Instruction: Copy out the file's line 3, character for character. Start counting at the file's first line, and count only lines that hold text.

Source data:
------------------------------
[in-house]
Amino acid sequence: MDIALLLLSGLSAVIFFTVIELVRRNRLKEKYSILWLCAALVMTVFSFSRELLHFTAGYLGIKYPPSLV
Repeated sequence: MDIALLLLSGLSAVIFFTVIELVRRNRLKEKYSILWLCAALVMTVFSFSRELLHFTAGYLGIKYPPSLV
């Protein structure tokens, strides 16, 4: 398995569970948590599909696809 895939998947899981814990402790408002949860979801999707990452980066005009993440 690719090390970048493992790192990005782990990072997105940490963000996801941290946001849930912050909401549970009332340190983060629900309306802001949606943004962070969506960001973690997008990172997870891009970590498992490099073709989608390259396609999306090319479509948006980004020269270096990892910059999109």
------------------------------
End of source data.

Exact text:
Repeated sequence: MDIALLLLSGLSAVIFFTVIELVRRNRLKEKYSILWLCAALVMTVFSFSRELLHFTAGYLGIKYPPSLV